Topics include, Machine Tools & Tooling, Precision Measuring, Materials and their Properties, Electrical discussions related to machine tools, setups, fixtures and jigs and other general discussion related to amateur machining.
There are many specifications that companies quote when pushing their product, but the one spec I take seriously is "weight". The heavier a machine is, the more stable it will be. I light weight HP DP may flex so much to make a hole not perpendicular to the table. Of course weight is not the only thing to consider, but other specs without a good weight means a cheaply made machine and may not be up to the job.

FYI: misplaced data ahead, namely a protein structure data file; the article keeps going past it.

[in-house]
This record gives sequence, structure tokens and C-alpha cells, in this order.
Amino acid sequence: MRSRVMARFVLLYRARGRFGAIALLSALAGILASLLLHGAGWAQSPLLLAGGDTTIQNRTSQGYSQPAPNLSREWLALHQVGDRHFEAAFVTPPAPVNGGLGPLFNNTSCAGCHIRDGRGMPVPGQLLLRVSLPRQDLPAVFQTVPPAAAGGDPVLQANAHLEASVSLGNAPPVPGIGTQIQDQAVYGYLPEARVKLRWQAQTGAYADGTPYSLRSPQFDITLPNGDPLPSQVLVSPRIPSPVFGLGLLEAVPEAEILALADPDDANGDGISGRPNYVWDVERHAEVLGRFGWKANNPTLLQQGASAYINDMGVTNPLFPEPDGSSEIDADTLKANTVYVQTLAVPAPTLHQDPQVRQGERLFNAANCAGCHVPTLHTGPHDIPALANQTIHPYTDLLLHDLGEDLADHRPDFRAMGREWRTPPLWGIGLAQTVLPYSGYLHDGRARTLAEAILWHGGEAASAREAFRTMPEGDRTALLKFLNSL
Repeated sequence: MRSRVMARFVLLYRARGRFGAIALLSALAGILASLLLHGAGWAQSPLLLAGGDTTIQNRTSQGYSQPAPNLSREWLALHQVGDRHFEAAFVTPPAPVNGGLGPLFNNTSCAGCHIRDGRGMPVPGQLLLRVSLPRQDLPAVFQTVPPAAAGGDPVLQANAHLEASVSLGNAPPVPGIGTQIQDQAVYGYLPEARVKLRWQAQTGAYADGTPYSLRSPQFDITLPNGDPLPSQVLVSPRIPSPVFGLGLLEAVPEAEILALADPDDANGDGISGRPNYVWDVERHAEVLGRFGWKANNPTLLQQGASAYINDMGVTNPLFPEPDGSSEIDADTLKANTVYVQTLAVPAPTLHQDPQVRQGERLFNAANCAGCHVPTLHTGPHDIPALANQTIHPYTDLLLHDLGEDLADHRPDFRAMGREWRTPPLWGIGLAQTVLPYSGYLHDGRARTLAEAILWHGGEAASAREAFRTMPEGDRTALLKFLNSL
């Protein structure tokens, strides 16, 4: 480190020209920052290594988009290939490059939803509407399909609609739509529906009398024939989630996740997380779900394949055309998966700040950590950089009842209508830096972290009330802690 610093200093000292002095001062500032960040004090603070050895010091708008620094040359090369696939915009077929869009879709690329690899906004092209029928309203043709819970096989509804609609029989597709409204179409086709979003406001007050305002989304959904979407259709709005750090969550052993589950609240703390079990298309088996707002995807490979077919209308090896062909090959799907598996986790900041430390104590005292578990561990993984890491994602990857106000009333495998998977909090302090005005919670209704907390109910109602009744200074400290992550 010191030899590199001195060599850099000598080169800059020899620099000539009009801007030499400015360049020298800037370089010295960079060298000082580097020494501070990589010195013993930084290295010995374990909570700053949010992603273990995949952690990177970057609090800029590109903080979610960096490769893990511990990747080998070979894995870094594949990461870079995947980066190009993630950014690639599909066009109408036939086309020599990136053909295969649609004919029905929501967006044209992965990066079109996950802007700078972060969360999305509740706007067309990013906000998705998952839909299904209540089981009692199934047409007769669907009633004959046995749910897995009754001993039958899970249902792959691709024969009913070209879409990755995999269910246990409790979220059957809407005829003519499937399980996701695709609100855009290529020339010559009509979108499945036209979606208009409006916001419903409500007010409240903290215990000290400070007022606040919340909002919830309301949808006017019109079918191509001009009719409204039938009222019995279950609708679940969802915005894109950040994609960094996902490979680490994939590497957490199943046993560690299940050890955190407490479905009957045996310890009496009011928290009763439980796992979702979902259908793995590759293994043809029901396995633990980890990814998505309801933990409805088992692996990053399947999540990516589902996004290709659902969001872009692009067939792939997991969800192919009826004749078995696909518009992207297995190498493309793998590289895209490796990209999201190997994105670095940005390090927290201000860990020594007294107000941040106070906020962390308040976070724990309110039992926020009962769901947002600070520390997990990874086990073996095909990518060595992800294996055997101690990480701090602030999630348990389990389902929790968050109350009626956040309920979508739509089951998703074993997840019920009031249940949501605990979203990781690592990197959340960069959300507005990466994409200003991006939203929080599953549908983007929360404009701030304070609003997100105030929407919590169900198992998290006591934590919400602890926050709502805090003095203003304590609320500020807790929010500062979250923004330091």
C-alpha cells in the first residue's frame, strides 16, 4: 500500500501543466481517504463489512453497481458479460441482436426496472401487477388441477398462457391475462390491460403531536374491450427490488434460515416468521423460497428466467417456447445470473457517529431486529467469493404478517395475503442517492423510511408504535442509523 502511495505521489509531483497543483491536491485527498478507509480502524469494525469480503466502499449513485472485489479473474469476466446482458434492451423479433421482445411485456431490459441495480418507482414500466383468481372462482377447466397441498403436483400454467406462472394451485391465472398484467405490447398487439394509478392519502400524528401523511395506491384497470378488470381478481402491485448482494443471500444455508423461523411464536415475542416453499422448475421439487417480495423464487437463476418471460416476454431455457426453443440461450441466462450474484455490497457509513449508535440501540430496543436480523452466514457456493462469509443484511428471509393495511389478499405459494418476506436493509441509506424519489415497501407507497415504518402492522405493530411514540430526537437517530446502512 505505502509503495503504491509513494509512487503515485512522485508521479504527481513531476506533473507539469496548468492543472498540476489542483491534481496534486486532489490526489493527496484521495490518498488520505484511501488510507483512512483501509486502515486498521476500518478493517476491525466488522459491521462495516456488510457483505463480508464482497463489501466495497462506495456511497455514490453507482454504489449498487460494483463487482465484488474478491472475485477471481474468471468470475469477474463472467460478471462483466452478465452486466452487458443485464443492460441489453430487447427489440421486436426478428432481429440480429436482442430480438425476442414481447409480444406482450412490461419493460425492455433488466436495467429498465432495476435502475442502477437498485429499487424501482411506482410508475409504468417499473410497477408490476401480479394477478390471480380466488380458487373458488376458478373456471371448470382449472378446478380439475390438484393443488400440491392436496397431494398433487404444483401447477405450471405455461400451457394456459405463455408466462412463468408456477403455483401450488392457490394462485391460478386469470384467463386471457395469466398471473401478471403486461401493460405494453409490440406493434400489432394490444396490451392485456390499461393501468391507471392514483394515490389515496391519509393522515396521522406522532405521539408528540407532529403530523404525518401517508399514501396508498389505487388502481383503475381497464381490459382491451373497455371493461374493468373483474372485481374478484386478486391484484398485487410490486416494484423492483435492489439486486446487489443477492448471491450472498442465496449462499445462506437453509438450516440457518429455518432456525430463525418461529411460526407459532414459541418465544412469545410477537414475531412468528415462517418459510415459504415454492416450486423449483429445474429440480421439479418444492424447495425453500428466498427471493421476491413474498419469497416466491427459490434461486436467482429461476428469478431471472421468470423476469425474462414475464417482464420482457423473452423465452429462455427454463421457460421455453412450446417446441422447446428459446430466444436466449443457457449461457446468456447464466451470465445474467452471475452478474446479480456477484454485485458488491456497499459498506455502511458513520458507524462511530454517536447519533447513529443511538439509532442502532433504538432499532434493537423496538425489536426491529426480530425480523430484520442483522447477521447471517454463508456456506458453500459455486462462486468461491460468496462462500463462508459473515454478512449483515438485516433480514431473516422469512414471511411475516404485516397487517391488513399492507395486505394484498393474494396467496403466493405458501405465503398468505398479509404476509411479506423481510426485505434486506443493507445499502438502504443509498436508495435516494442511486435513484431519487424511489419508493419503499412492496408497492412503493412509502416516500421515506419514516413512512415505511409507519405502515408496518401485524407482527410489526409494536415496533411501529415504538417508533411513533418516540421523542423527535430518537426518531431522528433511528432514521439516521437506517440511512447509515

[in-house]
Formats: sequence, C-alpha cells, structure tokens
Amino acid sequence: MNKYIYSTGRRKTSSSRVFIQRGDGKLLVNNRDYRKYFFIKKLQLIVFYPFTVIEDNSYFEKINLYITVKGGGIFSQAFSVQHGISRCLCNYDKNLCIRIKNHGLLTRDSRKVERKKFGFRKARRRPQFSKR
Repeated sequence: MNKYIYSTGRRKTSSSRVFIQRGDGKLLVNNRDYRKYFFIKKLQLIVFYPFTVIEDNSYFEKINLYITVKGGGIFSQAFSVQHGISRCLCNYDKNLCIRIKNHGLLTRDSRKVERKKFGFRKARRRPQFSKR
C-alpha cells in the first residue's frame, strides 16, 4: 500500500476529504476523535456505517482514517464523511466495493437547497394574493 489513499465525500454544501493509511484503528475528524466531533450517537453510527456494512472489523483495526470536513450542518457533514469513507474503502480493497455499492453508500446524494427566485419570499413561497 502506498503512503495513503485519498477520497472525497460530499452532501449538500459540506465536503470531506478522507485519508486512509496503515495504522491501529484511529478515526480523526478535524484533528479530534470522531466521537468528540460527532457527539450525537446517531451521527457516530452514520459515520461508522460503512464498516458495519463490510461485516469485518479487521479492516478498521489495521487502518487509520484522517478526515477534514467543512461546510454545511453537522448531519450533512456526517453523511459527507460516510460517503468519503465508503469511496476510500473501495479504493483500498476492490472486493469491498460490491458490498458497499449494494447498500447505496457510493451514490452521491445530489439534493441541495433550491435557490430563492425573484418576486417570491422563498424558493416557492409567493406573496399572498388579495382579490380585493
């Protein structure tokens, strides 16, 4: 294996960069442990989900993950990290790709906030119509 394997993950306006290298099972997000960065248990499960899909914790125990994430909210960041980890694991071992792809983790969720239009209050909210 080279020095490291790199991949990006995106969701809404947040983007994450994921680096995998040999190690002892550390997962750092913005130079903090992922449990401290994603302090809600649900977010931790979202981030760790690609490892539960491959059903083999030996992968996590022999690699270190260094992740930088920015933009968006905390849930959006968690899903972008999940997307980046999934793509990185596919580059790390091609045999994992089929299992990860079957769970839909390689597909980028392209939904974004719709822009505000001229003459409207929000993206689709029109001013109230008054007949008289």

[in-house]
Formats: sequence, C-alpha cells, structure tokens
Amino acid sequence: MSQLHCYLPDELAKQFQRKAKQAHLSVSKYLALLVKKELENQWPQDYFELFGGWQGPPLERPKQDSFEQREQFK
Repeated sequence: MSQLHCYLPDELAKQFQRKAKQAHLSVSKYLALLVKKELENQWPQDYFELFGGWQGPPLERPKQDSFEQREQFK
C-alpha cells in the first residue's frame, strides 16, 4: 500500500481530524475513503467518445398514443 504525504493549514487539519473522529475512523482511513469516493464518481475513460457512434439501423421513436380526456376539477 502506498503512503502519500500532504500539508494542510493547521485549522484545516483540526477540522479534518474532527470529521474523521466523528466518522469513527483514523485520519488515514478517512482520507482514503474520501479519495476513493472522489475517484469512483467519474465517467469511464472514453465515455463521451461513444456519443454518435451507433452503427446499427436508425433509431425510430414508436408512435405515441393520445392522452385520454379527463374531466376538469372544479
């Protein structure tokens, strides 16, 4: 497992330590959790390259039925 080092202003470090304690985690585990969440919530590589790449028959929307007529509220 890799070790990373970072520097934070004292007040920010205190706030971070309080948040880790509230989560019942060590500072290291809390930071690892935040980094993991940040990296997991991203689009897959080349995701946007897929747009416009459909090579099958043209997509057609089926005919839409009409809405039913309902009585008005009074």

Mr.Ron from South Mississippi
I've been eating crow a few days. I've been saying " Home Craft" Shop Craft and all those with narrow columns are entry level. We are talking about bench models, right? Dang. A friend was asking about a Rockwell 11-120 and I said it was crap, too flimsy etc. Turns out that it is the same small DP i have had mounted for years, across from my larger Walker Turner 20" . So, as Mr Ron said, it is weight but displacement by engineering is crucial. This particular bench top drill press is highly regarded by other users in other forums. I just thought it was cool. There are many types of steel, of course, of hollow columns but the base and table are secured by strong collars. The Delta Rockwell managed to have 11" swing by a narrow column and heavy castings of support. Mine is ser # AW 1757 . A newer is U 5897 as an example. The head unit is the same and they rock.